#147: Tips for Due Diligence on Multifamily Assets and Apartments

Welcome to The Accelerated Investor Podcast with Josh Cantwell, if you love entrepreneurship and investing in real estate then you are in the right place. Josh is the CEO of Freeland Ventures Real Estate Private Equity and has personally invested in well over 500 properties all across the country. He’s also made hundreds of private lender loans and owns over 1,000 units of apartments. Josh is an expert at raising private money for deals and he prides himself on never having had a boss in his entire adult life. Josh and his team also mentor investors and entrepreneurs from all over the world. He doesn’t dream about doing deals, he actually does them and so do his listeners and students. Now sit back, listen, learn, and accelerate your business, your life, and your investing with The Accelerated Investor Podcast.

So, hey, guys, what’s going on? Welcome back. It’s Josh. Welcome back to Accelerated Investor. Man, whether this is your first episode or your hundred and fiftieth episode that you’ve listened to, thanks. Just want to say thanks. I am always honored to be inside of your head, inside of your ears, sharing strategies about real estate investing, entrepreneurship, leadership, raising capital and talking about real estate. It’s fun for me to do this, to share. 

And today, what I want to do is I want to talk specifically about a case study in a deal that we’re literally about to close. It’s going to close any day. It’s 80 units. I’m not going to give you the address because we haven’t officially closed it yet. But it’s 80 units. It’s in the Greater Cleveland area. It’s a C plus class building in kind of a C plus B minus type of area. Let me give you some of the numbers real quick on it. 

And what I want to do in this is tell you specifically some tips that I want to give you regarding the due diligence process. All right. I’m actually going to tell you some funny stories about our walkthrough, meeting some of the tenants in the walk through that we did and what we’re gonna be doing with this building as we go. So let me start by giving you the case study. 

So we’re buying it for three point seven four five million. It’s 80 units. Renovation costs is three hundred and fifty thousand dollars. Our holding costs and soft cost is about two hundred and forty thousand dollars. And then we’re actually paying ourselves one hundred and twenty-thousand-dollar acquisition and asset management fee. So actually getting paid when we buy it.  So all in is about 4.5 million. We’re getting a primary loan from Fannie Mae. The building’s already ninety-four. Ninety-five percent occupied. So we’re able to get a primary loan from Fannie Mae and Freddie Mac for three million. And we’re raising one point five million dollars from private investors. We’ve actually already raised that one point five million is actually sitting in my bank account right now. And we were able to raise that money in about 24 hours.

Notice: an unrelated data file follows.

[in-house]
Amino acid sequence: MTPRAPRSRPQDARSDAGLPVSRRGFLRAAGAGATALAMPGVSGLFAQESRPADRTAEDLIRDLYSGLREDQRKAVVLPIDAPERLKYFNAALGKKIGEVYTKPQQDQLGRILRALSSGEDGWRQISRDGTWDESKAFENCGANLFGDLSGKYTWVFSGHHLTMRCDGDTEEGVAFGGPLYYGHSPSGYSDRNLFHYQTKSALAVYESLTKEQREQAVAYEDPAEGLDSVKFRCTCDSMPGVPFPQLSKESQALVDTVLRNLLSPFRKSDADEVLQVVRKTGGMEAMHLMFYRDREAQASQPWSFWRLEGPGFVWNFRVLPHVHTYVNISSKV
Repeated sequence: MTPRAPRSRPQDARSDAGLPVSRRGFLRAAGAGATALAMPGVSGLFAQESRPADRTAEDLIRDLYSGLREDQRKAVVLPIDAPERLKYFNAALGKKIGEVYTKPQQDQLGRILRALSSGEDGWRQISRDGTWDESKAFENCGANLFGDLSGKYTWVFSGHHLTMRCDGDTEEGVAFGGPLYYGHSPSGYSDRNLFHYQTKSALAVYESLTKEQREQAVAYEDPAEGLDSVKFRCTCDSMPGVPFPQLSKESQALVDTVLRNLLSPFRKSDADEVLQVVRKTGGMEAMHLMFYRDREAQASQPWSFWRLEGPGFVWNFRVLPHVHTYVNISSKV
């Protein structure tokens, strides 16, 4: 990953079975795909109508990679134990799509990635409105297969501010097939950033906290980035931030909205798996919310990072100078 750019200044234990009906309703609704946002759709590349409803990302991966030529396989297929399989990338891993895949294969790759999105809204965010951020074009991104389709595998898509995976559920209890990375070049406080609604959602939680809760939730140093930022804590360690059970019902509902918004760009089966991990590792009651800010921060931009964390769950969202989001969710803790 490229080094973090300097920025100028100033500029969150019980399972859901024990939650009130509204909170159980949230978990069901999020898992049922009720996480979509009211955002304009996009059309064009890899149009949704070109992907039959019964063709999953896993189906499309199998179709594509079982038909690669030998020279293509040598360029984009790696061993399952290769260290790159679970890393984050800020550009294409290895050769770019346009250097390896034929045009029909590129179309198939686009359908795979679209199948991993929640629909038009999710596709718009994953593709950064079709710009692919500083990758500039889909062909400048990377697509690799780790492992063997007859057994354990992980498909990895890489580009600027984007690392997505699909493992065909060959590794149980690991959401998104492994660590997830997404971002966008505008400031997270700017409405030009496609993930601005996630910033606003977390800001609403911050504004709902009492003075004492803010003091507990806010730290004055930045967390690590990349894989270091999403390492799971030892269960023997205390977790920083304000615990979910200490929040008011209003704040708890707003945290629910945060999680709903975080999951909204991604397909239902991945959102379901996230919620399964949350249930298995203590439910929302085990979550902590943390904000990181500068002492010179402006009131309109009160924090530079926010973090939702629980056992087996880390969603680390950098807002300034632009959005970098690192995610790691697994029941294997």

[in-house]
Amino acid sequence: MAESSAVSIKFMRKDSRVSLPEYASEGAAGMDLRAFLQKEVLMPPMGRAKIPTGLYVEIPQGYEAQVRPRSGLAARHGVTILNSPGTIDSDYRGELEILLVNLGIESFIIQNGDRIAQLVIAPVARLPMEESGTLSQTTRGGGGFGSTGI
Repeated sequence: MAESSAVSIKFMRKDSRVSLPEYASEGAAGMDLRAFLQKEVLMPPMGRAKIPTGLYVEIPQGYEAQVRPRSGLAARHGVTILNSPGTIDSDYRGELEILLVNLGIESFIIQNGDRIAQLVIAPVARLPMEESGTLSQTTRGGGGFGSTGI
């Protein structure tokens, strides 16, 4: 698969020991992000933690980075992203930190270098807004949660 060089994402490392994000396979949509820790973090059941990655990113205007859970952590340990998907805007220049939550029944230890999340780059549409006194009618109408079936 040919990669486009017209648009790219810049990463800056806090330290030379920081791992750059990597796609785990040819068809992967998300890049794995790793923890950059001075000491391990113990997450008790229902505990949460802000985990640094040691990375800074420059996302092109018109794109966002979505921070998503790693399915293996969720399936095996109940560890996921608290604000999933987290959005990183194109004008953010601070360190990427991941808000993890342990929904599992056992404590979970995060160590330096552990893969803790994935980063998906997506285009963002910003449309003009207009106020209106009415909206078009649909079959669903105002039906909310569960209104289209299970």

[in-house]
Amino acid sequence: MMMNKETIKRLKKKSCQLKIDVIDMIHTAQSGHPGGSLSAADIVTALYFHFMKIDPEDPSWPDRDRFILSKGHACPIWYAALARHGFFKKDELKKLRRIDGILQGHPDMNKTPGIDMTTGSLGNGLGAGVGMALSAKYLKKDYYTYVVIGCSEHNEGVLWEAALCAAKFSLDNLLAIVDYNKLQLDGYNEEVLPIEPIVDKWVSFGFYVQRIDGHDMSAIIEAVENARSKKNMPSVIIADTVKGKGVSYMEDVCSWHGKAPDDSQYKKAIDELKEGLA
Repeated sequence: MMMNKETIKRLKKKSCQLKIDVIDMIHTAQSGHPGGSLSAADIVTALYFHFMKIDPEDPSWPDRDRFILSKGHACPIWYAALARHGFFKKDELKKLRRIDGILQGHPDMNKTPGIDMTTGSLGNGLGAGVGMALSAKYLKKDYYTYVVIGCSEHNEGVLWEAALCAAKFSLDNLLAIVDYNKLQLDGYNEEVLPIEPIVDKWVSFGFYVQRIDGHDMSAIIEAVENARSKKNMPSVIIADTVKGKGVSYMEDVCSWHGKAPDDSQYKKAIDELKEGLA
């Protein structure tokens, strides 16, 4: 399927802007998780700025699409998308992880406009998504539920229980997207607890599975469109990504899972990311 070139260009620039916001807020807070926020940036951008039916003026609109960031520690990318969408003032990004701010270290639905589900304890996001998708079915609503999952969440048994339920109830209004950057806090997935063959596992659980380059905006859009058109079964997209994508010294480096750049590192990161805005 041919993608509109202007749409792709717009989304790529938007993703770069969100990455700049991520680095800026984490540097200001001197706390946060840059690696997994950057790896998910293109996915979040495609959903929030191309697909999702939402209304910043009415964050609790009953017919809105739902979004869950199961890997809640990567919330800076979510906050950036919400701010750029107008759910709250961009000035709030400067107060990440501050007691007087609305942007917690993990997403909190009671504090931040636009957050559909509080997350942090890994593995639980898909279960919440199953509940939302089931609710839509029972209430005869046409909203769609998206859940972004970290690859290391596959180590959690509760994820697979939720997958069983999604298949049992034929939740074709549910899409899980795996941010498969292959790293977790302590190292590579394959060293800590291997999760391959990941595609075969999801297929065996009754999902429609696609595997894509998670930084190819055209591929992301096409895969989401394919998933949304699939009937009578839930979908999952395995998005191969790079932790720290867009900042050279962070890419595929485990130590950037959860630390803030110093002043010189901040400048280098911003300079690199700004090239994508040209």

We’ve got amazing relationships with private investors. We presented the deal. They committed to it. We’ve got 17 investors. Most people invested between 100 and 200 thousand. We had a couple of people invest fifty thousand and we got all the wires in for one point five million. So it’s amazing. So we just fully funded. It’s about to close. We’ve gotten the green right from the lender with Fannie Mae. They’re just getting through some of the legal stuff, crafting the loan docs. And we’re about to close. Which is awesome. So the current net operating income is three hundred thousand dollars. We’re going to beef up the NOI, the net operating income to three hundred eighty thousand dollars, which based on a six cap, puts the building value at six point one million. 

So we bought it for three point seven. It’s going to be worth six point one, which is amazing. Right. So we’re literally able to grow the equity, the profit in the deal by two point four million dollars. The plan is once it stabilized, six point one million to refinance it at seventy five percent loan to value and about 24 months payback. 

All of our private investors, all of their equity that they put into it, they’re getting a 10 percent return during stabilization and they’re going to get a one percent kicker at the refi, one percent refi kicker. So they’re going to get a total of 10 percent in year one. 10 percent in year two, plus a one percent kicker. So if the deal takes 24 months, it’s going to be a 10 and a half percent net return after everything is said and done. Here’s how it looks. 

We’re going to have a new loan on it for four point six million. We’re going to get about one hundred thousand dollars in cash out refi proceeds. We’re at one hundred and twenty thousand dollars in an acquisition fee. 

We’re also going to have about one point six million of equity and the net free cash flow after all of our expenses and after all of our mortgage payments and debt service is about one hundred twenty thousand a year. OK, it’s about a hundred and ten thousand a month. I mean, a hundred and ten thousand, a hundred and twenty thousand. It’s about ten thousand a month. So it’s amazing. It’s a great little deal. This is not for a lot of people like, oh my God, that’s a huge deal.